Shining light on life
Imaging in the life sciences tends to be characterised by a lack of light. Shine too much light on a cell and it dies, which is why biologists use illumination sparingly. The downside to the super resolution microscopy techniques, which won the Nobel Prize in Chemistry in 2014 and manage to beat the diffraction limit of light by some clever fluorescence imaging methods, is that they rely on quite high laser intensities – not great for live cell imaging.
Now, other techniques like light sheet microscopy, also known as selective plane illumination microscope (SPIM), are being developed, which use much lower light intensities and are ideal for live cell imaging, but demand more from the image sensors.
At Photonics West, which will take place in San Francisco in February 2016, Dr Ryan McGorty, assistant professor at the University of San Diego, will give a presentation on a SPIM system he and his colleagues developed at the University of California, San Francisco (UCSF) for high content biological imaging. The system McGorty built is designed to take SPIM and make it compatible with high throughput imaging platforms, like 96-well plates or microfluidic devices.
‘To date, light sheet microscopes have been made to make the sample accessible to the optics,’ McGorty commented. ‘However, that’s not compatible with sample mounting procedures found in other more established microscopy techniques.’
In most light sheet microscopes the sample is placed between two objectives, one creating the sheet of excitation light and the other imaging that focal plane. The sample can be viewed from many different angles by rotating it through the light sheet. However, because the sample mounting procedure is so specialised, it’s hard to do high throughput imaging.
The open top SPIM system developed at UCSF would help researchers who want to, for instance, screen for a library of chemicals and see how those chemicals affect embryo development. To do this, the researcher might observe a number of embryos each given a different treatment. ‘If you wanted to do that kind of screen on whole organisms, ideally you’d use some sort of optical sectioning technique that isn’t too toxic to the organism,’ explained McGorty. ‘That’s why light sheet microscopy in general would be beneficial, and our microscope would be particularly beneficial in that it would allow that kind of light sheet technology to be incorporated into high-throughput screening.’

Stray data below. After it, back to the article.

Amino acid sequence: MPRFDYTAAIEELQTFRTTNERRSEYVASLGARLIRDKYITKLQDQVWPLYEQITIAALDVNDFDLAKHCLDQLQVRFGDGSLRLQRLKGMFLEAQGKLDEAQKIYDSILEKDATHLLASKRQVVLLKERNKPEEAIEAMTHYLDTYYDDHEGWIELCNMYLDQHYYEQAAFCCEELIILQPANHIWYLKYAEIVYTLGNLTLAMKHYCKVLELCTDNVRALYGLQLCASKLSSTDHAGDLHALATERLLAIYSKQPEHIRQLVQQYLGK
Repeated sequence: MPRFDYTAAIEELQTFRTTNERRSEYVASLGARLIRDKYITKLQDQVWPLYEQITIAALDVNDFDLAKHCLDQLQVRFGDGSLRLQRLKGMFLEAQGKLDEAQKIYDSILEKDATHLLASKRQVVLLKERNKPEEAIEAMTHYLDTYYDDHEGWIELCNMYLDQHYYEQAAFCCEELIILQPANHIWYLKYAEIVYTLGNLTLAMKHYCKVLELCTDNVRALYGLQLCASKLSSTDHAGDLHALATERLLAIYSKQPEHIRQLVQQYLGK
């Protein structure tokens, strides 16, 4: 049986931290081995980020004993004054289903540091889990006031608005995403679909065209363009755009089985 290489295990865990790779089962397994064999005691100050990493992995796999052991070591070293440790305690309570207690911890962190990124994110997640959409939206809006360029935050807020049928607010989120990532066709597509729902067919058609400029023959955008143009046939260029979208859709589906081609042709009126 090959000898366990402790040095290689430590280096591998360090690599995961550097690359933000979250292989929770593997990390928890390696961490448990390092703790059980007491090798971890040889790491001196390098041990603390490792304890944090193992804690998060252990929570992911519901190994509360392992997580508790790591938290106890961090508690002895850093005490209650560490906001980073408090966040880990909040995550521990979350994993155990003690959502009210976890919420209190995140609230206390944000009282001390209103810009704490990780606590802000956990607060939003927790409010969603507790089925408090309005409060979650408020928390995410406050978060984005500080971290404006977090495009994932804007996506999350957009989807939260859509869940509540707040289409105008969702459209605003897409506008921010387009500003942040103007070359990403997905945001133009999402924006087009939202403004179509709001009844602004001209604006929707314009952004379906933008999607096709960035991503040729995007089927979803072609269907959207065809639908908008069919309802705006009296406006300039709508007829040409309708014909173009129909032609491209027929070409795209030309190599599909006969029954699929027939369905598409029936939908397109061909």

The technique acquires a stack of images as a 3D data set by moving the sample through the light sheet with a motorised stage. The group is currently working on using adaptive optics to better correct aberrations in the system, in order to work with high numerical aperture objectives and obtain higher resolutions.
To capture the stack of images from a light sheet microscope requires a fast and sensitive image sensor. McGorty’s open top SPIM system uses a scientific CMOS (sCMOS) camera. Dr Gerhard Holst, head of research at camera company PCO, commented that super resolution microscopy in general can require frame rates up to 1,000fps, which is achievable at reduced resolution with sCMOS sensors.
PCO sells sCMOS cameras to manufacturers of SPIM, structured illumination microscopy (SIM) systems, and super resolution microscopes, including Carl Zeiss for its light sheet microscope and GE for its SPIM systems.